In preparation for her move, she stood on the street outside her studio and smashed her glass plate negatives against a garbage can, then tossed the pieces in: They were too heavy to make the move with her. With the exception of about a hundred glass plates she wrapped and used to weigh down prints during packing, only the prints she made before 1917 survive to document Cunningham’s Seattle years.
Pregnant with twins Rondall and Padraic, Cunningham lived near her parents. Roi Partridge, who had been sketching in Carmel, California, at the time Imogen moved the household, soon rejoined her and found work as a professor at Mills College. Cunningham spent the next decade photographing what was close at hand: her children and her garden. Speaking later of herself in the third person, Cunningham said of these years:
“[With] one hand in the dishpan, the other in the darkroom ... she had a skill with the camera which she was not willing to sacrifice to maternity, so she turned her camera to use and photographed the things she had around her -- her own children of course and plants that she cultivated. It is quite easy to do a bit of gardening work and yet attend children. It is not as easy to do good photographic work, but it can be done. She did both” (Heiting, p. 112).
Cunningham moved in artistic circles in the Bay area. She befriended photographers Edward Weston and Ansel Adams, as well as fledgling photographer Dorthea Lange. She was a member of the seminal photography group f/64, which promoted sharp focus and specificity of image in photographic work. The 1930s brought Cunningham greater freedom from the duties of motherhood, and she resumed commercial work. She published photographs in Vanity Fair Magazine and her work was included in many photographic exhibitions.
In 1934 Cunningham and Partridge divorced and in 1947 Imogen established a home and studio at 1331 Green Street in San Francisco. She would occupy this space for the remainder of her life.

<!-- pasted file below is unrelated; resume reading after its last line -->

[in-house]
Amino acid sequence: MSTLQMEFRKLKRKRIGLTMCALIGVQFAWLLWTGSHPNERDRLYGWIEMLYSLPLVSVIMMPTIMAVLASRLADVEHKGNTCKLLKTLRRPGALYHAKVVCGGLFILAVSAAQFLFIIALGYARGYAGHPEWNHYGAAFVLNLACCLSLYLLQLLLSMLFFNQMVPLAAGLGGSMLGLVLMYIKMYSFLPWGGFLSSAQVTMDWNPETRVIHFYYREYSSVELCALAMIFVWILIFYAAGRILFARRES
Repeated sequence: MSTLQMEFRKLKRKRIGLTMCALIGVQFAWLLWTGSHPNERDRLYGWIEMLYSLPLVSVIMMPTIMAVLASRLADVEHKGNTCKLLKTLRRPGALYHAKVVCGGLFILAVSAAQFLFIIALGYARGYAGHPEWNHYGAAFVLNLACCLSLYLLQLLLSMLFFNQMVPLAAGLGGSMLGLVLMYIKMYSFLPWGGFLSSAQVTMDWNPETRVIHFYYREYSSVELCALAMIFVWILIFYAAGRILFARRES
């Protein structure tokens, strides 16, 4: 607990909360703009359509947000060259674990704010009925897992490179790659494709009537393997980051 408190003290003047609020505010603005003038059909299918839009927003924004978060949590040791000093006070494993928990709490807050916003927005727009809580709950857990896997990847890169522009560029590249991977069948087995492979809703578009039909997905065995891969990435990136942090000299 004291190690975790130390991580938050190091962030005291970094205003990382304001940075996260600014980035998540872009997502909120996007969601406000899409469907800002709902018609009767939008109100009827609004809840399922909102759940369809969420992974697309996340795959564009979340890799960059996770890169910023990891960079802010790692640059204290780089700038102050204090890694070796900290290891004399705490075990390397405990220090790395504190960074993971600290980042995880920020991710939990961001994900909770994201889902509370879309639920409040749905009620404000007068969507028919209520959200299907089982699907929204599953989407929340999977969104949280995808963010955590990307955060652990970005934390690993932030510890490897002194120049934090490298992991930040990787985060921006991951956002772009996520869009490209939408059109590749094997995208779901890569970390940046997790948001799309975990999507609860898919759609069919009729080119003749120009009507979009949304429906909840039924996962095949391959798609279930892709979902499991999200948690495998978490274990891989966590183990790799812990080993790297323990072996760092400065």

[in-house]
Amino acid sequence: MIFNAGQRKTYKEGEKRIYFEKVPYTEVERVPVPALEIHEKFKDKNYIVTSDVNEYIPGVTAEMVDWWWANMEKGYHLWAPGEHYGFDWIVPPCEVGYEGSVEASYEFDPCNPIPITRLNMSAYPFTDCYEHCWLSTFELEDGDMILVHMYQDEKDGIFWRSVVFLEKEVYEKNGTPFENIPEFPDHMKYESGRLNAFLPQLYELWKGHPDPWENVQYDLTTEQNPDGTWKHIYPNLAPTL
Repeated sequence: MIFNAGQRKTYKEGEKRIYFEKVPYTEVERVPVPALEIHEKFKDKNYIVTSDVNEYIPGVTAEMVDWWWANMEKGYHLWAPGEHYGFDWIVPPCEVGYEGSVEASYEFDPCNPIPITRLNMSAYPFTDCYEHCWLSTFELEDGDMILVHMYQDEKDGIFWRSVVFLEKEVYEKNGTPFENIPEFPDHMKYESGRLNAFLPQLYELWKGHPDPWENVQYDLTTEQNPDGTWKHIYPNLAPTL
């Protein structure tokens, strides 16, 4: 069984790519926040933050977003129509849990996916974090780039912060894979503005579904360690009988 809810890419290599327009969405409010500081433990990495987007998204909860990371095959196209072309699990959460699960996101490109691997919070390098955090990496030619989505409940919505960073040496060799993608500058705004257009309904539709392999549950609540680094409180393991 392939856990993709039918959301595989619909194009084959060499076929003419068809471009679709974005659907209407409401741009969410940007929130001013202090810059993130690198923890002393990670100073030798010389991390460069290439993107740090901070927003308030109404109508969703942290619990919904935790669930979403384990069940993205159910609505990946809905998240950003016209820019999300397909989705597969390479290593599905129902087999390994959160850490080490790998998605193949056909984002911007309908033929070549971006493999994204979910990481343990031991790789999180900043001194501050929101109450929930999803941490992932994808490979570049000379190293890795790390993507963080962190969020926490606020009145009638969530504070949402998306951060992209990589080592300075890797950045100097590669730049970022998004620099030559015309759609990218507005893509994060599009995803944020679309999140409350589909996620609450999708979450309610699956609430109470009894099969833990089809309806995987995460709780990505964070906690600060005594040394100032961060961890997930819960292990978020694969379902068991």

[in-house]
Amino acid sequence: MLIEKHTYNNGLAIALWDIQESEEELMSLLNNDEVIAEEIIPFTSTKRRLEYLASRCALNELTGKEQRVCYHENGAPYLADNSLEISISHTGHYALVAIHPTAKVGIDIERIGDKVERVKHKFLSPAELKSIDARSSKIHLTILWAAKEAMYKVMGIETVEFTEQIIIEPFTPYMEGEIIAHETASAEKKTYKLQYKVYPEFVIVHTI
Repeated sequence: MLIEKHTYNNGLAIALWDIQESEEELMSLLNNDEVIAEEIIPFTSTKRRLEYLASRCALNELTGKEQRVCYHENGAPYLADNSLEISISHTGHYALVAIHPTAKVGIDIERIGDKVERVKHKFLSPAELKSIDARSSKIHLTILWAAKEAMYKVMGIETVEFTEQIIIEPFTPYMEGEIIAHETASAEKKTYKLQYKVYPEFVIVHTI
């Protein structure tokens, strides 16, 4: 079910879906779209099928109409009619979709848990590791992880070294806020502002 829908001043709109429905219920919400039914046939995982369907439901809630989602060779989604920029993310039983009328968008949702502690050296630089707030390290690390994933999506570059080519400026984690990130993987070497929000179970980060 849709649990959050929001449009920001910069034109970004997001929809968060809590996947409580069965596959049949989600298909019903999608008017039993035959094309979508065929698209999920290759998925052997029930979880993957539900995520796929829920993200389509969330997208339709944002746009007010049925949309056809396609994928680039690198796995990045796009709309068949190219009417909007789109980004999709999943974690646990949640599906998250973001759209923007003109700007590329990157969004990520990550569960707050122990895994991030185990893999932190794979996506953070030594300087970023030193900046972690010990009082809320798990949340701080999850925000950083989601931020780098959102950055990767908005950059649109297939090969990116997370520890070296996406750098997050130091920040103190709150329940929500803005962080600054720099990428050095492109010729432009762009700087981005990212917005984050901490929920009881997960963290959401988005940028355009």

Recognition and the Seattle Connection
Cunningham did not sever her ties to Seattle when she moved south. In 1935, she produced the photographs for the Cornish School catalog. In 1965, the Henry Gallery mounted a solo show of her work. In 1970, following her receipt of a Guggenheim Fellowship, the University of Washington Press published Imogen Cunningham: Photographs.
In 1971, the Seattle Art Museum gave her a solo exhibition. In 1974, Cunningham received the University of Washington’s Alumnus Summa Laude Dignatus award, and the UW Press published Imogen! Imogen Cunningham Photographs 1910-1973. Another one-person exhibition at the Henry Gallery followed. She made repeated trips to Seattle for these events and had countless friends and admirers here.
Imogen Cunningham’s death on June 23, 1976, did not end the long association between Seattle and one of the foremost photographers of the twentieth century. The University of Washington Press posthumously published her final portrait collection, After Ninety, in 1977. Cunningham’s work is well represented in local public and private collections, and continues to be exhibited regularly.